Burn the Sound Guy

17 years after their last appearance in Japan, Queens of the Stone Age took to the White Stage on an evening when much of the festival site was suffering from divided loyalties and interests owing to a certain cartoon band making another long-anticipated return to Japan on the Green Stage. For those who have followed Queens of The Stone Age since our stoner-rock youth, the opportunity to see them could not be passed up and hopes were high, fists ready to be pumped, and heads banged as the band tour in advance of their new album “Villain” which drops in August.

Silhouetted against a billowing cloud of blue smoke “Millionaire” kicked off the show with trademark hypnotic, rolling riffs and the punchy drums of “No One Knows” pleased with familiarity. All seemed to be going well, but there was something amiss. It was a with a growing sense of confusion, frustration and eventually disappointment that the crowd reacted to the set as the initial excitement dissipated. Someone shouted for the band to turn things up, but volume wasn’t the problem. Instead, the entire set seemed to be lost in a fug of low-end sludge, the vocals seemingly flat and the guitars only distinguishable when they weren’t competing with each other.

It wasn’t a total wash-out, the crowd just had to work a little harder than they had anticipated. “Smooth Sailing” still had its slithery, crunchy riffs, while “Misfit Love”’s groovy slide guitar was still slinky, and “Sick, Sick, Sick” was a sing-a-long number for the crowd, who appreciated Josh Homme’s nod to his headline rivals as he dropped in some Gorillaz lyrics. Perhaps the only casualties of the evening were the new tunes “You Used To Do” and “Evil Has Landed”, whose novelty prevented familiarity making up for the lack of “oomph” in the sound.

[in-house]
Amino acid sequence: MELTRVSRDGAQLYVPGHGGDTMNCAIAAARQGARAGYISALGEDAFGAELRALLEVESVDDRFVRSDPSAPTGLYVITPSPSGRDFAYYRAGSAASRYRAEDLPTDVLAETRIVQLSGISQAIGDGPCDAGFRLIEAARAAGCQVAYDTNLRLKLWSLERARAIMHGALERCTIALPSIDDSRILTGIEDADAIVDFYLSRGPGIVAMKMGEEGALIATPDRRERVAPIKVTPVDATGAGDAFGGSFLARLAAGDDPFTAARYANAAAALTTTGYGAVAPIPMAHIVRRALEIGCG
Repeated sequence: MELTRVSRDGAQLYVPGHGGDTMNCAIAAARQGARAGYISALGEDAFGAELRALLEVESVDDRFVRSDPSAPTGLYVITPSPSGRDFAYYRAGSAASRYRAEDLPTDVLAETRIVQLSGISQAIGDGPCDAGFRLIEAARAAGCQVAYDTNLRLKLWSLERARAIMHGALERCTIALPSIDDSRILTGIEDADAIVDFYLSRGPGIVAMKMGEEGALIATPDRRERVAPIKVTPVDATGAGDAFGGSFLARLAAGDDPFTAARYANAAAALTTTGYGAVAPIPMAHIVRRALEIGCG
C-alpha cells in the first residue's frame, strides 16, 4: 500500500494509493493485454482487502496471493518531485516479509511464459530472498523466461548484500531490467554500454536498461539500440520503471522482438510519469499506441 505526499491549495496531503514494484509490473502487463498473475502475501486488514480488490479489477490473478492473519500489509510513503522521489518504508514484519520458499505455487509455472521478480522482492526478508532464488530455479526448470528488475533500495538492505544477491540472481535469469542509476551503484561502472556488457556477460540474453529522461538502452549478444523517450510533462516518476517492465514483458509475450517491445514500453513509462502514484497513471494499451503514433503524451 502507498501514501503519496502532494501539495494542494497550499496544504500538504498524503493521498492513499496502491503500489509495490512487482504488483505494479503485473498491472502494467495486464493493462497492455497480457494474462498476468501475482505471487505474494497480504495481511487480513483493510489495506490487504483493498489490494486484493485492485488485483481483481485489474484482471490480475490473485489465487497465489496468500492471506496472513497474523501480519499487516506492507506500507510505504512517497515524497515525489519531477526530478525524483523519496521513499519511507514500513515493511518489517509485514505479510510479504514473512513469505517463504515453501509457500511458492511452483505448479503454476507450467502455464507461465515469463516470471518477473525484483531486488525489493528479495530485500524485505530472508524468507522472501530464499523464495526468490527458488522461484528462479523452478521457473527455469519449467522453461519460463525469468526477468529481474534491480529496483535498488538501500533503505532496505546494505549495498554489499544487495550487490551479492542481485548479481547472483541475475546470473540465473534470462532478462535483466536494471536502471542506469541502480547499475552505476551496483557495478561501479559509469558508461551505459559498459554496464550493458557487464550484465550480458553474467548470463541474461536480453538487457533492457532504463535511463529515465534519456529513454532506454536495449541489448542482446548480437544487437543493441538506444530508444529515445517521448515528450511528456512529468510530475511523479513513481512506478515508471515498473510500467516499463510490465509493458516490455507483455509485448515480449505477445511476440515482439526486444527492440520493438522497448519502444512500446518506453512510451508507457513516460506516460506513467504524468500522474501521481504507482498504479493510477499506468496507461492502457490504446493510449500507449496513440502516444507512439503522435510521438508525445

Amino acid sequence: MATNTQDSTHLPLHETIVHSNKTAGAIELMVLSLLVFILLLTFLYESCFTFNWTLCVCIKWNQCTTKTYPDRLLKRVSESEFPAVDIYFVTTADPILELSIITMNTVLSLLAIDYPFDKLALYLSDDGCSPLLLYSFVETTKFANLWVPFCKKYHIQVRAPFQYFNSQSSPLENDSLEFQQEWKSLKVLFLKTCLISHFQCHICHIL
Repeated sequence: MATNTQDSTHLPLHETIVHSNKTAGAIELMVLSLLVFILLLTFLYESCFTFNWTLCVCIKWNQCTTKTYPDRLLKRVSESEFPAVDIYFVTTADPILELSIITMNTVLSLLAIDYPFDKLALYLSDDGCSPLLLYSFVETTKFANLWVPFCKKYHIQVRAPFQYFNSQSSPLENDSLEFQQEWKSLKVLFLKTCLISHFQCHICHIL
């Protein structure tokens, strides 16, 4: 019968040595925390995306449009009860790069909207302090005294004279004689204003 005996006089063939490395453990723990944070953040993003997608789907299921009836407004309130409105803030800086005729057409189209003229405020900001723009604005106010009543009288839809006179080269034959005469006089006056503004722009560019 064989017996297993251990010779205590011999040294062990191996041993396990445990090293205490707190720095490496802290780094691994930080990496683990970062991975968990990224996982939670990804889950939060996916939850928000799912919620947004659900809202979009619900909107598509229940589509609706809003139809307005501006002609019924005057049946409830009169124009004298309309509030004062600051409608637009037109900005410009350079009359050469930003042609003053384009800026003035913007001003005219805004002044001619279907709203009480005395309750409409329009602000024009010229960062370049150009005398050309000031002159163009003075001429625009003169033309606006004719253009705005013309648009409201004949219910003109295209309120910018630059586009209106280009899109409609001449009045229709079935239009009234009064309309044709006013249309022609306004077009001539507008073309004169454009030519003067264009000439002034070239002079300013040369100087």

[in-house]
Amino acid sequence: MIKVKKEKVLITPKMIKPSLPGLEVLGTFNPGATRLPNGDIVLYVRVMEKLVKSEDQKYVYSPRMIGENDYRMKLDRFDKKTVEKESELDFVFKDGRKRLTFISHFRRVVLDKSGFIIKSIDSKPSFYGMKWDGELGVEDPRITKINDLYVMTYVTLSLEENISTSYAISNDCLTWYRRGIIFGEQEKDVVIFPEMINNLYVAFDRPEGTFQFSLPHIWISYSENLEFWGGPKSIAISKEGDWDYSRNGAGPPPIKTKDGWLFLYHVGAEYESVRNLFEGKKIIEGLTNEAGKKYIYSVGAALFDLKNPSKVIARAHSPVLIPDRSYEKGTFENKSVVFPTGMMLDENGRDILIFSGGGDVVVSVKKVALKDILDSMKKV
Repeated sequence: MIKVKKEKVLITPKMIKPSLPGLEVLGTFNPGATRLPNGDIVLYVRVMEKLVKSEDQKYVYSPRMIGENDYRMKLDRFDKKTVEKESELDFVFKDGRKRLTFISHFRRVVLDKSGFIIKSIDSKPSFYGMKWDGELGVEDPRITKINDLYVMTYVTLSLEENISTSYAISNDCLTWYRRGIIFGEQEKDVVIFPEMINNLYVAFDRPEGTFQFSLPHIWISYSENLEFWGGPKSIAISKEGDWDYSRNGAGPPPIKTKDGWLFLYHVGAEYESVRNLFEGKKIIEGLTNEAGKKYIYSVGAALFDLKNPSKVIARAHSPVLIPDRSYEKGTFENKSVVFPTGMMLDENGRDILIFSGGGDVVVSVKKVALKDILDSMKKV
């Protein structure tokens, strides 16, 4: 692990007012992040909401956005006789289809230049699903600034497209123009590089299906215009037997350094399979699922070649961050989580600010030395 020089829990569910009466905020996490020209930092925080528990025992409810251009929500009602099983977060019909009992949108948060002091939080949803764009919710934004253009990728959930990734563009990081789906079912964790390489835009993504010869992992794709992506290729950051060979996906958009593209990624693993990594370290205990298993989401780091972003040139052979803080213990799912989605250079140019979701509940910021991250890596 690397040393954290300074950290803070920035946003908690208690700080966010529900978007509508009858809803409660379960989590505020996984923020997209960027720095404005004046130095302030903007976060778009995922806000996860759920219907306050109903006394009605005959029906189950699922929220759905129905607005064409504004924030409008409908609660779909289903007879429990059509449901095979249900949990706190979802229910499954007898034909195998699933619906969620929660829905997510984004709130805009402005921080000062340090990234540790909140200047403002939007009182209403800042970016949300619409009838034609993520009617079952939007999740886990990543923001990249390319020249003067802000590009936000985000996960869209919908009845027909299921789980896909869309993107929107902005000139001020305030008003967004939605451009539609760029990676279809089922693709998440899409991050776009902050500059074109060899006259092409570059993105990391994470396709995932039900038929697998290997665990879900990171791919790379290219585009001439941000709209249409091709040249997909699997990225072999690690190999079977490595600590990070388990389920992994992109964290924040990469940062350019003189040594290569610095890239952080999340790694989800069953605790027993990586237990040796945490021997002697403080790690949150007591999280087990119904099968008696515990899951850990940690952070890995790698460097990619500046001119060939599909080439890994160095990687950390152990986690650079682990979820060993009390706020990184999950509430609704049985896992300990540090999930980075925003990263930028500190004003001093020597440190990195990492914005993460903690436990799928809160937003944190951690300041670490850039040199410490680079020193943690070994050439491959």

Frankly, it sucks as a fan to say that you are underwhelmed, but while the band were solid, tight and throwing themselves into the set, it must not have been lost on them that there was a lack of energy among the crowd. Which suggests one thing: After a 14-year wait, it wouldn’t be too greedy to request a repeat appearance somewhere less rain sodden.

 Photo by Keiko Hirakawa  Text by Laura Cooper Posted on 2017.7.29 23:02